Coleman also observed the additional effects of socioeconomic status on SAT results. Students from affluent or middle-class socioeconomic backgrounds could afford preparatory classes costing thousands of dollars, whereas students from low socioeconomic backgrounds were “shut out completely.” Additional data also revealed a correlation between income and scores, translating into the ability of some to hire private test prep tutors.
In an effort to counterbalance the advantage affluent students may have had in preparing for the SAT, Coleman has paired with Sal Khan, President of the Khan Academy, to provide free test-preparation for the new exam. According to Coleman, the responsibility of the College Board is not only to administer the test, but also to play a role in “ameliorating the inequalities in education opportunities.”
Research attributed the cause to a lack of access to information about colleges and costs.
A recent study conducted by Caroline Hoxby and Sarah Turner, economic professors at Stanford University and the University of Virginia, respectively, revealed the tendencies of high-achieving, low-income students to not apply to selective universities. The research attributed the cause to a lack of access to information about colleges and costs. The researchers surmised that the high schools these students attended may not have attracted selective college recruiters, and that guidance counselors may have been preoccupied with more pressing needs—failing to possess the expertise to guide students in selecting the colleges of their choice. Furthermore, researchers concluded that parents from low socioeconomic backgrounds may not be equipped to “fill the deficit in information about college quality.”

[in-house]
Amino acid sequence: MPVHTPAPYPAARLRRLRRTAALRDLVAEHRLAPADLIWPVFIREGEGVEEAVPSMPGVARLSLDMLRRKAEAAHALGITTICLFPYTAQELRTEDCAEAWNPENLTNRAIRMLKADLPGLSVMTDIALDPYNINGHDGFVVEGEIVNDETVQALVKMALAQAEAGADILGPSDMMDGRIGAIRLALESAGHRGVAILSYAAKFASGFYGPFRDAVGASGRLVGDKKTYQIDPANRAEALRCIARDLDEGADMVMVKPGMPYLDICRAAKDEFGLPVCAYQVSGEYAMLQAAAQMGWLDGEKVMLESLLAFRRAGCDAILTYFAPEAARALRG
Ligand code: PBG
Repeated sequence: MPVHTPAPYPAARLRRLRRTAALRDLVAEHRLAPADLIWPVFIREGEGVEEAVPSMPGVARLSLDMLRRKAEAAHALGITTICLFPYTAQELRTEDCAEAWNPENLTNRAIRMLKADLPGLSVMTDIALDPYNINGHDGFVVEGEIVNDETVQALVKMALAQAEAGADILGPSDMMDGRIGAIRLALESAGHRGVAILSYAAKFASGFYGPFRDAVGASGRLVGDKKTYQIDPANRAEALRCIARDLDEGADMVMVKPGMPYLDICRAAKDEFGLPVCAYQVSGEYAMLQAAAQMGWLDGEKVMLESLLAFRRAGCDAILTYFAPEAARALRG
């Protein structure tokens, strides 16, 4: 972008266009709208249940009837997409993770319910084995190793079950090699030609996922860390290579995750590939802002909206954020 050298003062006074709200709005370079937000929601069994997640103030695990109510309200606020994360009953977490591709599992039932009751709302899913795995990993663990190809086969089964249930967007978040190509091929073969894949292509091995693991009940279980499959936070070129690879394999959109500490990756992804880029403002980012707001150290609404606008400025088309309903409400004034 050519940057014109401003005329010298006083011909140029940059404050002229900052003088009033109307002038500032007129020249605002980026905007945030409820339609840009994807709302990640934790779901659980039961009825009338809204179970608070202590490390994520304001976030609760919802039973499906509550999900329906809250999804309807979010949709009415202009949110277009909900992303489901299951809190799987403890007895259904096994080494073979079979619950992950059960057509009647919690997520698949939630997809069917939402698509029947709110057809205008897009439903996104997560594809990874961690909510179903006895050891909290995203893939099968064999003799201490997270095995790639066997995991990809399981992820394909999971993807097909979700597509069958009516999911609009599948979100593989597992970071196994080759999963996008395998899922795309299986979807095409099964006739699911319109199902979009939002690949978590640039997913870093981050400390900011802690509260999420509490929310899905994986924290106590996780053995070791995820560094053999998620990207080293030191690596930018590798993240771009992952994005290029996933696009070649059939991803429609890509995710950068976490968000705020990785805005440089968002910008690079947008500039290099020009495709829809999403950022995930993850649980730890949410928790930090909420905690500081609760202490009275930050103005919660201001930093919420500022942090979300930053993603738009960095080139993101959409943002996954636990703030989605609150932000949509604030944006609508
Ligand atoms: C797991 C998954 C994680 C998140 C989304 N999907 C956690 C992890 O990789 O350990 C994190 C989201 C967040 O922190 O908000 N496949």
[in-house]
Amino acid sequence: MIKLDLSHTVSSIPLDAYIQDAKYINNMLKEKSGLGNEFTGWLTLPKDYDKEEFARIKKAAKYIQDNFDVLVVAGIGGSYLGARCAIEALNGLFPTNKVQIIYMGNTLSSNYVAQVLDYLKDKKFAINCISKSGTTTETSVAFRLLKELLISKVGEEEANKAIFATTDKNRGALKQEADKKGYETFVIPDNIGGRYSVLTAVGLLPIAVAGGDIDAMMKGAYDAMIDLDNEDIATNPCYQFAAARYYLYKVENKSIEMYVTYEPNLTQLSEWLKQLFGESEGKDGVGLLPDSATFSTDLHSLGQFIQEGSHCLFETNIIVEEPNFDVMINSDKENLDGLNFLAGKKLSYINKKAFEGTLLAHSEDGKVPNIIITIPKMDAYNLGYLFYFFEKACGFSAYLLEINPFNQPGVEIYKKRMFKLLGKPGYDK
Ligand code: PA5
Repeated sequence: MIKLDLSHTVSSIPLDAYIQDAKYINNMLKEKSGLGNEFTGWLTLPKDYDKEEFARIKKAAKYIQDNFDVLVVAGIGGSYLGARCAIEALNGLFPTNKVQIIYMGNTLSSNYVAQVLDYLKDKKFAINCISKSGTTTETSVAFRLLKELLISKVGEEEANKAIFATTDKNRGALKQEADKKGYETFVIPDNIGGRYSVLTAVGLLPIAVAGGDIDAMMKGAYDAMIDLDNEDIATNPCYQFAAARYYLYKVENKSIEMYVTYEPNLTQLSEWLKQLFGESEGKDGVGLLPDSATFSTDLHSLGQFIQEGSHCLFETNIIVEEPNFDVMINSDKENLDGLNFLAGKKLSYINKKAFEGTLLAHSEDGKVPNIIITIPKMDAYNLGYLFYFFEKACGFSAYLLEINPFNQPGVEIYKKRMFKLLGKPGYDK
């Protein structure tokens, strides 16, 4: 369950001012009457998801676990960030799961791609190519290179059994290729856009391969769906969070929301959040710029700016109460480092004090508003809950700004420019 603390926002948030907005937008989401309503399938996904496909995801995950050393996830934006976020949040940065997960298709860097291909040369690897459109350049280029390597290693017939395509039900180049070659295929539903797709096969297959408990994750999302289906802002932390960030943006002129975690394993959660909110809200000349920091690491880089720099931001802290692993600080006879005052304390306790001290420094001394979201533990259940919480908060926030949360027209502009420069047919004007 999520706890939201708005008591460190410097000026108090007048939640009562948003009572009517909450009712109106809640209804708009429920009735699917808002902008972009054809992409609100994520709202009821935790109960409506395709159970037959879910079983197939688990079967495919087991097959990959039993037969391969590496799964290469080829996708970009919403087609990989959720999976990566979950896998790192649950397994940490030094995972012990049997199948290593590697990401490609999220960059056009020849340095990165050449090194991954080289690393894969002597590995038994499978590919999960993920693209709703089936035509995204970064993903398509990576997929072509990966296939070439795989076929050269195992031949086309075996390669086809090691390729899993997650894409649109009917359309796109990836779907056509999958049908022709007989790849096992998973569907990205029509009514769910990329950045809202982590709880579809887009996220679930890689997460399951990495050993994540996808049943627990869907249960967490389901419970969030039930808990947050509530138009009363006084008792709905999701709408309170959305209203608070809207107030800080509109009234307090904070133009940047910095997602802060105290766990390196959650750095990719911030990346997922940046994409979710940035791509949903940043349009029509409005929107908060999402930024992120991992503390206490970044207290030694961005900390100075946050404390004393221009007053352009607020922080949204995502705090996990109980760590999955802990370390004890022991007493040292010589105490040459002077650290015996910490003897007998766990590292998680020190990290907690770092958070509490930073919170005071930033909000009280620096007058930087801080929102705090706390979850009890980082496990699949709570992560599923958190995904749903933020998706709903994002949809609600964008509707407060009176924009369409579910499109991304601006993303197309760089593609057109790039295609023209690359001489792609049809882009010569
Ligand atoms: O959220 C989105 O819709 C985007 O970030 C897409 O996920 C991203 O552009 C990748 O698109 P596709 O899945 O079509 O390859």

An additional study conducted by Hoxby and Christopher Avery, a public policy professor at Harvard’s School of Government, also revealed a tendency for students from low socioeconomic backgrounds to select a college that was less rigorous and closer to their home, despite evidence that they could succeed elsewhere. Expounding on these studies, Coleman decided to utilize the SAT as a conduit to identify such high-achieving, low-income students and encourage them to apply to universities.
Coleman’s goal to reach students is fast underway, transforming an exam of anxiety and burden into an exam of opportunity.
In an attempt to recruit low-income students to selective universities, the College Board recently mailed nearly 100,000 packets, including application waivers, to allow top-performing and college-ready students to apply to any of 2,000 universities participating in the program. The program-eligible students were defined as those who scored greater than 1550 out of 2400 on the SAT. The participating universities agreed to the financial determinations made by the College Board and did not require any student to re-qualify for financial assistance. According to Coleman, the “waiver was designed to look like a ticket . . . simplifying the process and encouraging the students to jump at the opportunity.” Results of the study are expected within the next month.
Coleman’s goal to reach students “who would not otherwise apply to colleges that appeared to be out of their reach” is fast underway, transforming an exam of anxiety and burden into an exam of opportunity. Despite his efforts, it may be an opportunity that many low-income students allow to pass by. Only time will tell whether the overhaul will truly balance the socioeconomic disparities between students and encourage them to pursue higher education.